Salaries of Administrators Who Return to the Instructional Faculty:  In a Summer 2004 meeting with the President and Provost, the Senate Executive Committee raised concerns about instructional faculty who move to administrative positions and then return to teaching with significant increases to their base salaries.  In recent years some faculty have, after relatively short terms in administration, returned to teaching with pay increases that will likely result in each of them receiving hundreds of thousands in additional earnings during his/her career.  The President and Provost acknowledged this problem and stated that a different policy was being implemented immediately.  Under this new policy an administrative faculty member who returns to the instructional faculty would be paid her/his former nine-month salary plus an adjustment equivalent to the average raises received by faculty in her/his department during the person’s term of administrative service.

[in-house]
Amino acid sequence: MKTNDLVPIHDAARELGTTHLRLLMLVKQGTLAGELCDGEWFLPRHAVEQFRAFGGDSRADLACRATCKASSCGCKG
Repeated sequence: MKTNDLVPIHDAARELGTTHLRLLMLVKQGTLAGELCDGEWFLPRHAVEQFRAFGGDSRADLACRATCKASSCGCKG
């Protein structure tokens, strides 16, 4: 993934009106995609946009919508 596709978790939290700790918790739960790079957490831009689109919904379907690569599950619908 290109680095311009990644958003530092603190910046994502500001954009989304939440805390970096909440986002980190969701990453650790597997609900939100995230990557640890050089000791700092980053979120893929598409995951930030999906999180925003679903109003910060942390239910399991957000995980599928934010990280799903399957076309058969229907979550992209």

Summer School Salaries:  Last year’s annual letter called attention to on-going faculty dissatisfaction about summer teaching opportunities and compensation. Noting that the Summer School consistently produces an annual profit of millions of dollars, and that that profit is growing, the Senate’s position is that the Administration can resolve faculty concerns with no significantly adverse effects on Summer School income. In summer 2004, some faculty concerns were addressed.  For instance, there was some improvement in compensation for teaching laboratory courses. However, some CAS faculty are still paid only 2.5% of their salaries for conducting summer labs (Minutes, 5/5/04).  Another concern is that faculty are sometimes paid less than 10% for teaching a second course. This appears to be inconsistent with Section 3.3 of the Faculty Handbook.